Jeremiah Bishop wore a face of bewilderment and agitation as his Trek-Volkswagen teammates doused him in beer at the finish line of Breckenridge, Colorado’s Firecracker 50 on Friday. Bishop, 32, had no idea he’d just won the race and taken the marathon national championship, his first U.S. title as a pro rider.
The look changed to one of joy once the Virginian realized that he’d crossed the line first.
Indeed no one who watched the eighth running of the two-lap, 50-mile race could blame Bishop for being confused. The 2008 running of the Firecracker 50 evolved into a bizarre battle of attrition, as a plethora of race leaders succumbed to exhaustion, flat tires, crashes and mechanical disasters.
“I thought Andy Schultz was up ahead. I was hoping I had gotten top-five, maybe,” Bishop said at the finish line. “I had no idea why people were spraying me in the face with beer and jumping on me. But after a second or two it started to make sense.”
Bishop, himself, was an early victim. As it has done annually since its inception in 2001, the Firecracker 50 departed downtown Breckenridge at 11 a.m. as the kickoff to the mountain town’s annual Independence Day celebration. Once the pro men left the neutral parade grounds, the pace quickened, and the race saw its first casualties of the day. Just minutes into the opening climb, returning champion Jay Henry (Tokyo Joe’s) rubbed tires with Trek-Volkswagen’s Xterra triathlon star Brian Smith and the two crashed. The pileup badly injured Henry, who pulled out moments later. Smith, too, would eventually abandon.
Bishop took the lead up the fire road climb to Boreas Pass, hoping to distance himself from Ryan Trebon, his primary rival. But on the ensuing descent the Trek riders’ chain whipped in to the spokes of his rear wheel, and he came to an abrupt halt. Bishop’s chain was badly bent, as was the derailleur hanger, and several spokes were snapped in half.
As the entire pro men’s field spun by, Bishop had to take out his chain breaker and remove a link, then bend the spokes out of the way of the spinning wheel.
“I was thinking, ‘that’s the race’ — maybe I could get back into the top-10,” Bishop said.
Trebon was next to exit the race. The lanky Kona rider, who took last weekend’s National Mountain Bike Series cross-country victory in Deer Valley, left midway through the opening lap due to exhaustion. Ross Schnell (Trek-Volkswagen) also abandoned.
Schultz, who finished third in 2008, took control of the front of the men’s race with Dave Wiens, Evan Plews and Michael McCalla (both Scott USA) riding in arrears. Schultz, the 2005 U23 national champ, enjoyed a comfortable lead, but then suffered a flat on the long, twisting descent back to the start/finish. He too, abandoned.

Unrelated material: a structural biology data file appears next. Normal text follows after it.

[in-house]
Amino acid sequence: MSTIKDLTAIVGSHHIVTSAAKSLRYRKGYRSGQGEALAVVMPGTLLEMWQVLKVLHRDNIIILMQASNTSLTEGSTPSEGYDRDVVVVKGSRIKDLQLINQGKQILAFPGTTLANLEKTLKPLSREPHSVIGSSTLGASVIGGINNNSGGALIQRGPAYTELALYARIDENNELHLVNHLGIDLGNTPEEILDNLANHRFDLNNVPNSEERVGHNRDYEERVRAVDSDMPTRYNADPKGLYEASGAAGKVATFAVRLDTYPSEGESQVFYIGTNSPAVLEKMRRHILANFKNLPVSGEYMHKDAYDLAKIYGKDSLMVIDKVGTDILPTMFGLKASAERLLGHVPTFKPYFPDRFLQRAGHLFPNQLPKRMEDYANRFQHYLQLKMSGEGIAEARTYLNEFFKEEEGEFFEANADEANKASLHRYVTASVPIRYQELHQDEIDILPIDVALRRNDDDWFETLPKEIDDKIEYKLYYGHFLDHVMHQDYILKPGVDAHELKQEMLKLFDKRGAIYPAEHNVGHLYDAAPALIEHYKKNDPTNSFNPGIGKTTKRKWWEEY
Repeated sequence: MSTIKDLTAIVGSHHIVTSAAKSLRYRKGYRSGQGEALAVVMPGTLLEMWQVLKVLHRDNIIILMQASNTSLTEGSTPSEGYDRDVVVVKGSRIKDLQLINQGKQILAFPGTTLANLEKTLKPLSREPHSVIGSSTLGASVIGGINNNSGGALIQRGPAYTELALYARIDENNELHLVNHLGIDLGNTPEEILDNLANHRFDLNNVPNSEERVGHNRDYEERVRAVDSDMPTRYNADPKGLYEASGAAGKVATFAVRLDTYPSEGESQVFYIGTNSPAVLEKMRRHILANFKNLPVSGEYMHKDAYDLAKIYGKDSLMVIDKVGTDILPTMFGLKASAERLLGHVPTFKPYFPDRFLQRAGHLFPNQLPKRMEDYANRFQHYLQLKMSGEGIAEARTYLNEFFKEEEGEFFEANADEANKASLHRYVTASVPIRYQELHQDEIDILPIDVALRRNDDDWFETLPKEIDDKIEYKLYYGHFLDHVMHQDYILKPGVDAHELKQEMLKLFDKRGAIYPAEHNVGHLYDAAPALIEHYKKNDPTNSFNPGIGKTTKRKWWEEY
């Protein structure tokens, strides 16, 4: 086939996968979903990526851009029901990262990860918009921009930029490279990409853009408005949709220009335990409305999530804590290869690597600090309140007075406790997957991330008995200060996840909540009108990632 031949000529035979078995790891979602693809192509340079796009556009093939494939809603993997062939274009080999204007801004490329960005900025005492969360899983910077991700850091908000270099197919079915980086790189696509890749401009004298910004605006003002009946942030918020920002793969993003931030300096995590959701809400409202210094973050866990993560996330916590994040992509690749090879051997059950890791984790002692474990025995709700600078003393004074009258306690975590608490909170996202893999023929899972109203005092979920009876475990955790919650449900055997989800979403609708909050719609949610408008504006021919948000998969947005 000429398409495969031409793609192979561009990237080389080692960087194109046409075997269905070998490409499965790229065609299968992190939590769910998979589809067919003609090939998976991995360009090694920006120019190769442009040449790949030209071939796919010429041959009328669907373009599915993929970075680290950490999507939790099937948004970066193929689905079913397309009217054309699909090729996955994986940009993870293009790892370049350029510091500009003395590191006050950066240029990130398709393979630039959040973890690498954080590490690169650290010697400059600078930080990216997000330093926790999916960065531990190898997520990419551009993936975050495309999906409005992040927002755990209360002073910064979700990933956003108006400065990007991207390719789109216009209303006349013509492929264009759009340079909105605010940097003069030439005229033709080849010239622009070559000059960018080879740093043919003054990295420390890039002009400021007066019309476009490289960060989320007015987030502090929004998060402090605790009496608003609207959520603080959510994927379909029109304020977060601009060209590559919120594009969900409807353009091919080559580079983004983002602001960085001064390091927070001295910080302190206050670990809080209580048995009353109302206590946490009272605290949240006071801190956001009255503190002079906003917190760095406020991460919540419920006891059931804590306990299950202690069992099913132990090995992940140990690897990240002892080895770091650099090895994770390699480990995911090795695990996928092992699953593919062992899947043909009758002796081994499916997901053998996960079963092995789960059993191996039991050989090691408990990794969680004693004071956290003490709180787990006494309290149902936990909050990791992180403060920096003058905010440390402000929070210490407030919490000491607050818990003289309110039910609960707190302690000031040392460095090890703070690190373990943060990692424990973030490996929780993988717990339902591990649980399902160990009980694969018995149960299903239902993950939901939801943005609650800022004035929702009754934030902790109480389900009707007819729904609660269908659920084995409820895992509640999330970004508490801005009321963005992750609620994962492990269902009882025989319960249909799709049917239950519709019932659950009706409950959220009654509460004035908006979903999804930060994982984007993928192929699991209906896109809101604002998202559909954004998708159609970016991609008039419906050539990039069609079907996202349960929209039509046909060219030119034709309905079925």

Plews, who hails from Salem, Oregon, took the lead on the second lap, which he held over McCalla and Wiens. But with Wiens suffering a flat and no one riding ahead, Plews admitted he had no idea he was in the lead.
“It was weird, I felt worse than I have all year, but I just kept going — then the next thing I know I was in the lead,” Plews said.
Plews, who had also flatted earlier, waited briefly for McCalla to catch up to find out exactly what their position in the race was. The two then sped ahead along the 25-mile lap to the finish.
After fixing his broken spokes, Bishop rejoined teammate Brown to try and catch the remainder of the men’s field. The Trek riders stopped occasionally to re-fix Bishop’s bent derailleur hanger and chain, but steadily made up ground.
But when Bishop looked up to see Plews beginning the final tight, un-passable descent to the finish line, he thought the game was up.
But just minutes from the finish line, Plews accelerated around a corner, struck a rock and watched in horror as his rear tire deflated. It was the gap Bishop needed to win.
“I had been riding conservative all day,” Plews said. “I saw [Bishop] catching up and sped up and the next thing I knew I flatted.”
The women’s race also boiled into one of attrition. With last year’s victor Shonny Vanlandingham missing, 2007 runner-up Pua Sawicki (Team Mata) surged to an early lead. But a crash on one of the course’s steep, loose scree patches sent Sawicki tumbling painfully to the rocks. And Sawicki abandoned after snapping her chain.
Sari Anderson, who competes as a professional adventure racer for Team Nike, took the lead, with Tokyo Joe’s pro Gretchen Reeves giving chase. Anderson held her five-minute gap to the finish.
Anderson, who lives in Vail, Colorado, is a former top-level women’s hockey player. She has taken wins as an adventure racer at the Raid world championships in 2006, as well as at the Teva Mountain Games in 2005 and ’06. She took the Firecracker 50 victory just 13 months after having her first child.